this is an essay that i wrote for a creative arts contest. i hope the moral is clear.
|Have you ever had moments when you were so busy you had no time for anything? Maybe you have known people who never took the time to stop and “smell the roses.” There have been times when I wish I could start over and notice more. You know what I mean just be thankful for the little stuff. I never did take the time to appreciate things, but that was changed by Suzie Q.
That year Chris Wigley, a family friend, bought a herd of horses out of South Dakota. I was looking forward to viewing the group because we needed some young fillies for our breeding program. I was really hoping we would buy one or two.
One cold afternoon we went to Chris’s farm. Inside the barn were six stud colts to the right and two fillies to the left. Daddy looked at the colts, but then he moved on to the two gorgeous fillies.
The first filly was a large buckskin. The only markings she had were a dorsal strip and four perfect, black socks. Her hindquarters were wide and muscular. Her chest and shoulders were deep and stout too.
The other one was a slightly smaller bay. Like her half sister, she had no white markings she was just as stout and muscular, just slightly smaller. “I think they are both good colts, but the bay may be just a little better,” Chris told daddy.
Two days later, we went and picked up the little bay. She was the most unruly little thing we had ever had, but she did calm down. In about two more weeks, she would lead and allow us to groom her. We decided to name her Dakota.
Seeing how gentle Dakota became, my dad went to purchase the buckskin, Dreamin’ Miss Dude. She calmed down quickly, so we turned her out to graze with the other mares. We never found a good name for her. That is until one day I called her Suzie Q. I had no particular reason for calling her Suzie, I just did, and the name stuck.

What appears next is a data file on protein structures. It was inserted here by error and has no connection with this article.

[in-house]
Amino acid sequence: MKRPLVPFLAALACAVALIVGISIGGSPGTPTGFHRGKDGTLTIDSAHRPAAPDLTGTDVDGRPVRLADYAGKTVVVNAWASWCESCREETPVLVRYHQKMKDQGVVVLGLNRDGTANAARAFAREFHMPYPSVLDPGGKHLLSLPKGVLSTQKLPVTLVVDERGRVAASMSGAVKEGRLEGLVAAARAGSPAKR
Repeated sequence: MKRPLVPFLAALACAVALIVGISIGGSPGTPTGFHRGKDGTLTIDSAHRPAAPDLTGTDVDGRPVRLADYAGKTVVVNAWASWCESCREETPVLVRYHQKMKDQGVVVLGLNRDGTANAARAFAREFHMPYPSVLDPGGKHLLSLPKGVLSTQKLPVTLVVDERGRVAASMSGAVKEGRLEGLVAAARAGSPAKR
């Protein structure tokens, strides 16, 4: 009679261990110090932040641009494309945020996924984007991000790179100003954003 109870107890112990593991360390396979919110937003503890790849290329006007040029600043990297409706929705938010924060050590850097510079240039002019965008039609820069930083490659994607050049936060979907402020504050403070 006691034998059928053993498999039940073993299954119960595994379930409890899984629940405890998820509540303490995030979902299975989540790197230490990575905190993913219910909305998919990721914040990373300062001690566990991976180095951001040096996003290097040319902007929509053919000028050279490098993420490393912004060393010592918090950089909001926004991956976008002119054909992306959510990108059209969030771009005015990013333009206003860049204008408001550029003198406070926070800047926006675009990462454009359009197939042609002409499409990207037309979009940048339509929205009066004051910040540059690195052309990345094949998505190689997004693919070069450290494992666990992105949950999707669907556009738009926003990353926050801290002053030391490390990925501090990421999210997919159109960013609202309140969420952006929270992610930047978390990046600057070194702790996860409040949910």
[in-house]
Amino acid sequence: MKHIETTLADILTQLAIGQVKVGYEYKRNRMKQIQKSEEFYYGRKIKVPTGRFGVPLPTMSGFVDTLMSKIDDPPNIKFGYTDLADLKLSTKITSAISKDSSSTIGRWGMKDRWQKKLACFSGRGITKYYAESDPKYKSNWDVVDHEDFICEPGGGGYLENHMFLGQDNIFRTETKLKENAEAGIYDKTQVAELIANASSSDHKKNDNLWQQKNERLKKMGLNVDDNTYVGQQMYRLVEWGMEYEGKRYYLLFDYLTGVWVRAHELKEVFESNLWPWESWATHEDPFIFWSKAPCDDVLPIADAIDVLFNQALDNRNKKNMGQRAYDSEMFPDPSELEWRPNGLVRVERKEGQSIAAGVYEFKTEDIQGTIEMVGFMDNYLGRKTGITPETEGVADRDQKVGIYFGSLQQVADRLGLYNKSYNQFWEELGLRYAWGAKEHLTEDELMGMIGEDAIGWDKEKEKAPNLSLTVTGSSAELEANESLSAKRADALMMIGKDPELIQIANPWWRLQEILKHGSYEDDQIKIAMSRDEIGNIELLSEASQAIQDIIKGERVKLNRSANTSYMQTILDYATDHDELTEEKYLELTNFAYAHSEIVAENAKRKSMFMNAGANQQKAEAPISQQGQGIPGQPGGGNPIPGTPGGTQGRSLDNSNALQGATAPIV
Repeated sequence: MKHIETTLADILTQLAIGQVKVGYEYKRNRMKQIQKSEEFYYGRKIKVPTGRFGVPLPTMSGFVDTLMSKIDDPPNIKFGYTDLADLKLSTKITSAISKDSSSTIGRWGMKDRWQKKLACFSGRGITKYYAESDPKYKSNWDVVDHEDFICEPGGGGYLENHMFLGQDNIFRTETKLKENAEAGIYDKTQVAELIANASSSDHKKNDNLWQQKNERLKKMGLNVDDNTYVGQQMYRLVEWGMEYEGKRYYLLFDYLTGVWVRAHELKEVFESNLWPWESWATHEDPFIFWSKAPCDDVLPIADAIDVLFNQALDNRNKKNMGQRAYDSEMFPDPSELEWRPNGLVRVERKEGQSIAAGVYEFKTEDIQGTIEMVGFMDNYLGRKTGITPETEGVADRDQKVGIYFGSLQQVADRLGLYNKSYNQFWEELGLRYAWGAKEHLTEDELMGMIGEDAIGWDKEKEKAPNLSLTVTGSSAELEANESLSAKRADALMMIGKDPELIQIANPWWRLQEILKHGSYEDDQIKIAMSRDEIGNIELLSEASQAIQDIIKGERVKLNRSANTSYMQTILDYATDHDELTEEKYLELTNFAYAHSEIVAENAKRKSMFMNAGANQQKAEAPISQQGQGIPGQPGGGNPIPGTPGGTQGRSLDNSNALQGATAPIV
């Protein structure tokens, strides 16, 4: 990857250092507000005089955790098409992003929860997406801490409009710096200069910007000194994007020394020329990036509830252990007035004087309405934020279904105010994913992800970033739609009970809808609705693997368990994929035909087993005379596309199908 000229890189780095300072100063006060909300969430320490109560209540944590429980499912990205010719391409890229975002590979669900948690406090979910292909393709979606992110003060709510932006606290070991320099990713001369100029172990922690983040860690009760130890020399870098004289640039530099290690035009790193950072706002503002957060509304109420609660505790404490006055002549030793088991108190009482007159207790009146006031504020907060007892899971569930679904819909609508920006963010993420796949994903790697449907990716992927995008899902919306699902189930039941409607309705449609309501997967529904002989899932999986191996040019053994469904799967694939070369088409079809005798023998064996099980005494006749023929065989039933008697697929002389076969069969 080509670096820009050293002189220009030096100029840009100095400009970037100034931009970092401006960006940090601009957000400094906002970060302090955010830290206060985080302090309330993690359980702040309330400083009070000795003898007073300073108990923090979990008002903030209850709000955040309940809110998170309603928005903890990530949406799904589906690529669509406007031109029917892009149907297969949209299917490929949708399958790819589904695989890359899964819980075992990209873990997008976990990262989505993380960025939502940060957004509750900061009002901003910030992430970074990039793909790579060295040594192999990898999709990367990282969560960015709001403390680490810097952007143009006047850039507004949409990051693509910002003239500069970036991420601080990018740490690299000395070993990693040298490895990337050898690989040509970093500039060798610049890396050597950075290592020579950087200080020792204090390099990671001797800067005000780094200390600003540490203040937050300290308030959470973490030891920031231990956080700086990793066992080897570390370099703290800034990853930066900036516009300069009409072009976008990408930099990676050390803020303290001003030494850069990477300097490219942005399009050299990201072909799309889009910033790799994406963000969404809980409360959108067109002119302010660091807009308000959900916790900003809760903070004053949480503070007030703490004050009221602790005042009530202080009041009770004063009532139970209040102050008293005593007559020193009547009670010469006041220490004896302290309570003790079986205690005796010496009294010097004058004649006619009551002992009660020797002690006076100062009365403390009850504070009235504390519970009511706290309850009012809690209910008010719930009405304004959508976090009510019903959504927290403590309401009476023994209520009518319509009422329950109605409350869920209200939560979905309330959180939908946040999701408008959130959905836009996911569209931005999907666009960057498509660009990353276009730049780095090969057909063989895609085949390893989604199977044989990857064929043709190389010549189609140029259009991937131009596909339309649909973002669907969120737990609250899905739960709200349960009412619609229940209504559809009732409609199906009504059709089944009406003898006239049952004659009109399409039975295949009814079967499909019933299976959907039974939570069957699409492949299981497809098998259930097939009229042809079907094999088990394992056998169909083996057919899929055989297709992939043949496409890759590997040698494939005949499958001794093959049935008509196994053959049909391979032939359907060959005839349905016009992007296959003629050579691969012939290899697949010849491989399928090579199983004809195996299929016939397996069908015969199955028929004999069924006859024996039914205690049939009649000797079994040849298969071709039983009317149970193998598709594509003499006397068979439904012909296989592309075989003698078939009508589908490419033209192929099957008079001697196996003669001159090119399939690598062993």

Suzie was definitely my favorite of the two fillies. The main reason I liked her best was that she could be sweet. She had a way of putting her head on my shoulder and nuzzling my hair. She was gentle and sweet, but still had a fiery side as well. She would run and jump, just playing with Dakota. I loved that little horse, but as anyone raised on a farm would do, I did not get too attached.
One afternoon, about a month after we had brought her home, we noticed Suzie Q had a large knot on her chest. Daddy immediately took her to the vet. When we arrived, Dr. Edwards drained the fluid away and gave her a tetanus shot.
Unfortunately, a few days later, Suzie Q came up to the barn as always but something was wrong. She was having trouble moving. Her muscles were stiff and rigid. My dad put her in a pen by herself. About a day or so later, she fell and could not get up. Daddy kept her on IV fluids, but she just could not regain strength.
By the next morning, she was even worse. The sight was heart breaking and I will never forget it. Every five to ten minutes she would have violent muscle spasms. Her jaws would clamp shut, and her eyes would roll back into her head. I knew she was in a lot of pain and all I could do was watch helplessly.
When I had the time, I would sit cradling her head in my lap. I would always fight back the tears. At these times, I would pet and sing to her; she had always liked that. My parents would go and check on her every hour. However, no matter what we did, she continued to get worse.
That Sunday, we pulled her into the trailer, and took her to the vet. The whole way I only expected the worst. When we arrived, Dr. Edwards checked her over. “Jimmy,” he said, “you could keep her on antibiotics or…” his voice trailed off.
“But there is no guarantee that she will live?” my dad asked.
The vet looked remorseful, and then shook his head. “If she was mine, you know what I would do, but it is your choice,” he replied.
I was then sent to the truck. I choked back the tears because I knew my little Suzie Q was taking her last breaths. I did not really pay attention to my mom crying beside me. I knew I had to stay strong.
A few moments later, Daddy came to tell me it was all over. Mamma stayed in the truck, and Daddy went to talk to the vet. I slid out of the truck and went to the back of the trailer. I saw Suzie lying there lifeless. Stroking her face and sides, I said my final goodbyes. But I didn’t cry. I knew she was pain free now and would not have to suffer anymore.
That night after she was buried, I climbed atop the big hill and silently cried. That is when I thought of all the good things in my life, and thanked God for all that he had given me.
She was just one little horse, but Suzie Q taught me something that day. She taught me to appreciate everything in life, large or small. Never take things for granted, because you do not know when you will have to give them up.